PB : What kind of effect do you think your Swedish upbringing has had on your music, if any?

MG : I think the climate has an effect on what you become as a person. In northern Sweden it’s extreme, and in the north of Norway and Finland, but I love it because the people are so great. It’s very laid back but people are also really open and like to really like to talk. If you are relaxed, you actually sit down and talk. When you are stressed people don’t talk so much. I think it has an effect on me as a person but you can’t hear it in the music> That’s the old romantic way to look at Scandinavian jazz as being like Jan Geboric Fjord jazz. That esoteric bullshit. With improvised music you can’t really tell, and that’s what I really like about it. You can hook up with someone from Japan, or the US, Belgium, England or Sicily and you can improvise with them and it works. You can’t tell where it is from. People are expressing themselves, I think that’s the key to it.

PB : Many Scandinavians are worried the obvious change in climate in recent years, what do you make of it?

MG : It’s really fucking scary. When I moved to Stockholm I was studying environmental science for a year, and I have always been really interested. Every year I go up to the mountains in Lapland to walk. That’s what I like to do when I take time off. It’s really scary. In Sweden we have a bunch of glaciers in the north and I can see with my naked eyes that the glaciers are half the size. If you scientifically measure them I’m sure that’s how much it’s reduced by. It’s so fucked up. It’s extremely cold in the winter still, but the variations are so quick. It’ll be quite warm one day and really cold the next. It’s much, much warmer in the summer, and the Spring time too. It’s scary when you can see it so clearly and the flooding in the Spring time is a lot more brutal right now, so there’s not many good signs I would say up in Sweden.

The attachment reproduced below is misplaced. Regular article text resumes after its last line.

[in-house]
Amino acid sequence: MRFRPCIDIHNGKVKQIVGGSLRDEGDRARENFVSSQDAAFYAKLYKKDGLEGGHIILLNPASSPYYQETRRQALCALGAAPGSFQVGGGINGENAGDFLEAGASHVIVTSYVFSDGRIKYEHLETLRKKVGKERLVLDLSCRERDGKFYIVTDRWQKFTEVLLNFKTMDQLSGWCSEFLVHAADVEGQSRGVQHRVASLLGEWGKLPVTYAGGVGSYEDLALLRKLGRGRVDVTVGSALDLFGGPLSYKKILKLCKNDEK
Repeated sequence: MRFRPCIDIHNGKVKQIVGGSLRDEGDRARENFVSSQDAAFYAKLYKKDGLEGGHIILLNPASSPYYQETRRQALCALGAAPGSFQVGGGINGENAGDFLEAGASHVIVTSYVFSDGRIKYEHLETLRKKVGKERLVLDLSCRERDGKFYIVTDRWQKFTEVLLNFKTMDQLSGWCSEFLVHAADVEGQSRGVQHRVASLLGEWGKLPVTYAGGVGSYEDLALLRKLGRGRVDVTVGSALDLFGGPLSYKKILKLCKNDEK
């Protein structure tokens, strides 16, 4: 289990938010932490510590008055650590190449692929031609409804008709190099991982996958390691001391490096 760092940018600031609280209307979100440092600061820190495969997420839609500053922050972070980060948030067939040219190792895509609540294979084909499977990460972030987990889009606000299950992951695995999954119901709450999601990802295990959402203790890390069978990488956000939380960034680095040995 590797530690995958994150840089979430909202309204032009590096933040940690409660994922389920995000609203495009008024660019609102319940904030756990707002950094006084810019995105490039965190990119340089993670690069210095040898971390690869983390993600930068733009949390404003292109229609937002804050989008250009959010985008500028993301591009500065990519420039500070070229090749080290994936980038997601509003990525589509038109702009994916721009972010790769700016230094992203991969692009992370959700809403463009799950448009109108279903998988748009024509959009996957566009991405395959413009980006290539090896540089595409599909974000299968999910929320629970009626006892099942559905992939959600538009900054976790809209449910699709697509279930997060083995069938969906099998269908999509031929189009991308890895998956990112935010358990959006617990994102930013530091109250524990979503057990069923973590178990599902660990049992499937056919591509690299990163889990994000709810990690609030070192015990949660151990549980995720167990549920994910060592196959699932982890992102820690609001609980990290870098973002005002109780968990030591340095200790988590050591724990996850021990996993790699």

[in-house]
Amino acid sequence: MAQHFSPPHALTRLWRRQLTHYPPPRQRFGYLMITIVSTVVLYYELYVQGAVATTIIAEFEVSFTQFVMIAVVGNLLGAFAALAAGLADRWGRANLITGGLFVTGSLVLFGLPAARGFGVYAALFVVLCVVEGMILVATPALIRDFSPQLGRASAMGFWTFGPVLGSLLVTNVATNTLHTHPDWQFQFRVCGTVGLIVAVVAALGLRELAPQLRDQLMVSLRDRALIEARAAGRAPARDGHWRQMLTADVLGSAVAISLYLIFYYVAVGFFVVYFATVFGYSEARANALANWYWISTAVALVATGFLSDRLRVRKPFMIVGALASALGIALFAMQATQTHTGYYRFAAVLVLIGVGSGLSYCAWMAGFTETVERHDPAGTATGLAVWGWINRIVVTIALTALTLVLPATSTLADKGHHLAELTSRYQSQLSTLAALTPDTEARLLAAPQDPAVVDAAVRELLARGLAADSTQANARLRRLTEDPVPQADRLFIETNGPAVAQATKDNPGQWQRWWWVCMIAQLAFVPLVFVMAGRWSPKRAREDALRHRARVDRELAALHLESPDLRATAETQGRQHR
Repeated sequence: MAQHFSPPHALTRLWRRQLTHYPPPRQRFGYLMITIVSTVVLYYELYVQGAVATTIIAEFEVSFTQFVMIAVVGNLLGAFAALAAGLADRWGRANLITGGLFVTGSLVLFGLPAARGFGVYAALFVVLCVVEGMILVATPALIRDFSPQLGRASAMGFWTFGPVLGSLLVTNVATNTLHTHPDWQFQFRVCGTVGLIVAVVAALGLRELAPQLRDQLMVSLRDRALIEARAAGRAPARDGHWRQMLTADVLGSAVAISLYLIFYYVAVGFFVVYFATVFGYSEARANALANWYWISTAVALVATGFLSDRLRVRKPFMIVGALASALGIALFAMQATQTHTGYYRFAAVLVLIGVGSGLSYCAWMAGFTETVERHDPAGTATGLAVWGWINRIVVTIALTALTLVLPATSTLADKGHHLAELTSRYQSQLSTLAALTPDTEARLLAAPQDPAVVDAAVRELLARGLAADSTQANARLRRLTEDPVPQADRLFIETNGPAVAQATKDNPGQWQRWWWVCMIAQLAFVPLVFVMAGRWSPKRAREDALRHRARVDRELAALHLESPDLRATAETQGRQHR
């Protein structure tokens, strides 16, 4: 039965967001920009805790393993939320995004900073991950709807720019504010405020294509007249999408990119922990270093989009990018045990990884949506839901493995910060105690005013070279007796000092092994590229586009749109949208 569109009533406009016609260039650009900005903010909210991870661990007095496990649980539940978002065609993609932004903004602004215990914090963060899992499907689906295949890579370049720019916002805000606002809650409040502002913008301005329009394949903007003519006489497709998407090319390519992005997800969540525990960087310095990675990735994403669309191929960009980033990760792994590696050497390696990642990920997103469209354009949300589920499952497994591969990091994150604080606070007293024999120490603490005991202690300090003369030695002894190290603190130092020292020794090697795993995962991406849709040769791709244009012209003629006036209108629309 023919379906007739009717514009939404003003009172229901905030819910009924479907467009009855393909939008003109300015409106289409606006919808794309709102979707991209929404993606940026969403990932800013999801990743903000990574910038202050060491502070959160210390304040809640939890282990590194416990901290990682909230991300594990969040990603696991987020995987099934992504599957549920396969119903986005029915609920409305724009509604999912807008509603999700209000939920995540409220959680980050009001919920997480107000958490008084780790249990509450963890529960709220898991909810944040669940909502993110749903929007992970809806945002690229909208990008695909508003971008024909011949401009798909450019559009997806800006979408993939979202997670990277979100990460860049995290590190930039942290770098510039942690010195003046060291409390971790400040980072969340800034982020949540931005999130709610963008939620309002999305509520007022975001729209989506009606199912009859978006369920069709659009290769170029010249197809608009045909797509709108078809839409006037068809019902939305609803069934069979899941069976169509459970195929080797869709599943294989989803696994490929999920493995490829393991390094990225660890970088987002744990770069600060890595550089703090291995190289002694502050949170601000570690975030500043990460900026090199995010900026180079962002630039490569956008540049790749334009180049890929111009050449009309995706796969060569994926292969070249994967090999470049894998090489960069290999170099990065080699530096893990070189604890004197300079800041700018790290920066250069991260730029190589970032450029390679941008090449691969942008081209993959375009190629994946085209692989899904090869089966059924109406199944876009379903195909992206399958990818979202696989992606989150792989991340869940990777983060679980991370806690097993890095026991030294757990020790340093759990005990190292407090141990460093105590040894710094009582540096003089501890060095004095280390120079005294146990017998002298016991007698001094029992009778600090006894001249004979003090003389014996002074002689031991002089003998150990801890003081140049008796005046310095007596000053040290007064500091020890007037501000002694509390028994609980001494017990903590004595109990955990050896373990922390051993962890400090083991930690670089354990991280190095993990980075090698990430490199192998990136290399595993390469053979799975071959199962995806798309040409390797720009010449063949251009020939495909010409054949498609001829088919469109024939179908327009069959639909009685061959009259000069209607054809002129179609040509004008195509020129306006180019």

We were touring in the States with the Thing last week or something and it was really worrying when we played in New Orleans. To see the effects of the storms, that is another obvious effect of the changing climate, the more brutal storms and it was crazy to see how much was destroyed there. They repaired a lot but there’s still a lot of poor people there and there’s no more money to fix all the houses, so a lot of buildings are just falling apart, basically. It’s really terrible. I think especially the States need to do something about it.

We’re bad enough in Europe but I think the States have a lot to answer for. I think it’s a quarter of all carbon emissions come from the US, a quarter of the whole planet. That’s a little bit out of balance. It’s really scary that you can see the effects in Scandinavia.

PB : Do you find it surprising that the climate seems to have changed in a relatively short period of time?

MG : Yes. When I did my studies in Umeå in 1985 we talked about this, but they talked about it in terms of a hundred years. They were saying “In a hundred years, the glaciers in Sweden will be half the size.” It’s only twenty years since we talked about it, and it’s happening already. It’s going a little bit to fast.

PB : It would probably have a larger effect on the economy in Sweden with so many industries like foresters relying on it being cold.

MG : It will have a pretty brutal effect on the economy, the people and everything really. Thank god there is a debate about it now, but I think there needs to be some more decisions made on a higher level I think. That’s also one of the reasons why I do this music.

Art in general can really wake people up. Listening to free music can help people free up their minds, help them become more open to new ideas. That’s a situationist chain of events that I really believe in. If you make free music or free art, it can really make people start to think and once you think free you can act free. I don’t believe in putting names on my pieces like ’Save the Planet’ or anything like that. That’s just stupid. It has to be on another level, you know. For me music is not enough, I really believe in this. It’s what kicked me, the connections between different forms of art and life, and suddenly the world looks a little different and you realise you can do something with the help of music.

PB : Thank you.